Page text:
from DarkStar1 Website
Having developed a conceptual frame of the universe as one great machine governed by exact mechanical laws, Newton’s calculus enabled scientists for the first time to calculate the exact speed of accelerating bodies at a given time. (1)
For Newton, the world consisted of atoms
and fields, the primary building blocks of the universe, a universe
of solid matter of independent parts, independent too of observers,
waiting to be explored empirically and through measurement.
Leibniz was critical of Newton’s concept of an absolute time and space, and in many ways could be seen as developing an early theory of general relativity, although his theory never reached the point of being proven.
The Monads in
relationship to Matter
The unreconciled philosophies of Leibniz and Newton can be modeled in Figure 1, showing Leibniz’s philosophy where wholeness and the relationships between the parts is primary, and Newton’s philosophy where the parts, or matter is primary.
McKenna for example, saw the monads as a
precursor to modern theories of a holographic universe. (4)
But at the same time, perhaps in reaction to the soulessness of the science, the romantic movement in culture blossomed with the leading lights of Schiller and Goethe. Goethe though famous for his poetry and literature, saw his scientific endeavors as his greatest achievement, culminating in his works on optics which he saw as his most important work. (5)
At the age of sixteen Goethe went to university in Leipzig to study law, which bored him. Goethe read philosophy, but wrote that the scholasticized versions of Leibniz and Wolff “simply refused to become clear to me.” (6)
Early on Goethe had been much more
influenced by the monotheistic philosophy of Spinoza.
So we can now see how, in Figure 2, Goethe was able, through a complementary scientific protocol, further develop the holistic aspect of scientific methodology.
Goethe’s Wholeness in
Goethe was not satisfied with traditional science as he could not see how it enabled a true encounter with wholeness.
Whatever static concepts were given to capturing life were not true, because life is something in motion. That understanding came through experiencing the whole as a motion of the wholeness behind the static.
Once that wholeness had been encountered, then it was possible to ask the question “how can we now make use of this?”
The following quotes by Goethe capture some of this thinking: (8)
While introducing many perplexing issues when attempting to explain the fundamental building blocks of the universe, some scientists were perceiving some form of wholeness within the ambiguities and contradictions of the various quantum theories. (9)
Moreover, there was no single interpretation of quantum physics, and this was the subject of much debate.
Science had progressed in its ability to probe deep into the nature of particles, as shown in Figure 3, but many questions remained unanswered.
In his book ‘Cosmos,’ Smolin provides a useful overview of the entirety of Leibniz’s work, including his criticisms of Newton’s absolute and fixed concepts of space and time, compared with Leibniz’s own concepts of space and time arising from the relations between entities, a precursor to Einstein’s general theory of relativity. (11)
However, what is noticeable in its absence from Smolin’s attempt to unite quantum theory and relativity through a ‘many observers’ (pluralistic) explanation, is a serious attempt to account for consciousness.
The Paradigm Shift into Quantum Mechanics
Rather than refusing to speculate beyond that which was observed in experiments, Bohm began to develop his theory of the implicate order in the 1960s. He started by turning Newtonian mechanics on its head.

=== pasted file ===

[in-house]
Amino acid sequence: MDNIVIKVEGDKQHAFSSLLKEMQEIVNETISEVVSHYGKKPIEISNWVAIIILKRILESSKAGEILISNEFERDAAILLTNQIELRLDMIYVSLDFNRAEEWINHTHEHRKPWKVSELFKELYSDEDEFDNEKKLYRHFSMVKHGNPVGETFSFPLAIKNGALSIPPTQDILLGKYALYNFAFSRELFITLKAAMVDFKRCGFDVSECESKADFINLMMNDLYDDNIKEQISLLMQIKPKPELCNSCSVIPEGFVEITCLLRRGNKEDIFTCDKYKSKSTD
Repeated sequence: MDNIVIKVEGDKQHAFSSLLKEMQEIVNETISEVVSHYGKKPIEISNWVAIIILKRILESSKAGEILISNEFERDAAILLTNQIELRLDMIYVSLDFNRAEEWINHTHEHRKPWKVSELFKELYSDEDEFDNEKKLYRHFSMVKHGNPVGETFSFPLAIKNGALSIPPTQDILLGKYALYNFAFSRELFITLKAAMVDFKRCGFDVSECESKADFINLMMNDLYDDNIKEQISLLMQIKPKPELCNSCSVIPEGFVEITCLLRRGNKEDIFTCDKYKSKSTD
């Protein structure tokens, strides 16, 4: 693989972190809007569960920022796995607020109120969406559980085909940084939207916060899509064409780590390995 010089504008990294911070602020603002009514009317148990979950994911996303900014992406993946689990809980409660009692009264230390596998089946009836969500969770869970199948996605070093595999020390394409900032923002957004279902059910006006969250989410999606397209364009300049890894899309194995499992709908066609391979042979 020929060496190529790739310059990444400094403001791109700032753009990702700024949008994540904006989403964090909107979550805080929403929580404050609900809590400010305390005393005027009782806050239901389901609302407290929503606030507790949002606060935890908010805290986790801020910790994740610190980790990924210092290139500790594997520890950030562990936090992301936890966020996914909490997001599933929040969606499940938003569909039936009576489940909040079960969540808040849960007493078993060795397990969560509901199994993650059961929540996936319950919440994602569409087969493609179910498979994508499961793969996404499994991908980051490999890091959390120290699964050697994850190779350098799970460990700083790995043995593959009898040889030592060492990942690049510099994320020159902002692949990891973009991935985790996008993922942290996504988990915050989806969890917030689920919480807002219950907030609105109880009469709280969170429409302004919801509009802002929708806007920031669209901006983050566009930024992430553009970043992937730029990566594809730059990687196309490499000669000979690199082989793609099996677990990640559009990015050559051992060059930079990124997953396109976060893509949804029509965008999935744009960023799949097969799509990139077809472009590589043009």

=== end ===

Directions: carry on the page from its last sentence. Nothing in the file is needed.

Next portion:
Rather than begin with the assumption of an objective cosmos consisting of elementary particles, he saw the fundamental reality being one of constant movement:
Bohm proposed that particles have both a wave aspect and a particle aspect at one and the same time, as opposed to the wave aspect collapsing into its particle aspect at the point of observation which others had proposed.
Bohm used the analogy of a ship being guided by radar, in that the wave (or field) aspect of quantum system, such as an electron, influenced the particle aspect. Bohm saw matter being enfolded and unfolded in a higher dimension of reality which he termed the ‘implicate order’.
As explained by Pylkkänen, a close collaborator with Bohm:
So we can now see in Figure 4 above, how
Bohm’s framework leads back to a new definition of wholeness, which
again like Goethe and Leibniz, provides us with a more holistic
framework for science.
The implicate order, although in a continual state of flux, is the more fundamental reality, out of which emerges (or unfolds) the explicate order.
The explicate order can be seen as that aspect of reality that we experience, one of consciousness and matter made up of particles which have the appearance of solidity and localized causation.
As Pylkannen notes, Bohm’s framework was just that, and had not reached the stage of becoming a fully fledged theory:
This new mathematics showed that seemingly chaotic and complex behavior could give rise to ordered structures. It also brought to light the fact that some behavior could not be exactly predicted, which contributed to the shift towards an analysis of qualitative behaviors.
The Lorenz Strange
As an example, a pendulum under friction will move towards a stationary point in due time.
This point is called an attractor.
Chaotic non-linear systems behave differently, and the attractors
are called ‘strange attractors.’ Since the equations are extremely
sensitive to initial conditions, the system may settle around
different points within the phase-space, as can be seen by the
Lorenz attractor in Figure 5, designed to model convection rolls in
Here the important point to note is that alternative attractors can be interpreted as qualitative behaviors, for example:
In parallel, within Biology, it was becoming clear that many phenomena could not be reduced to an explanation of simply the parts within a system.
As Capra noted:
Systems theory was being developed, in which the role of feedback was understood to play an integral role.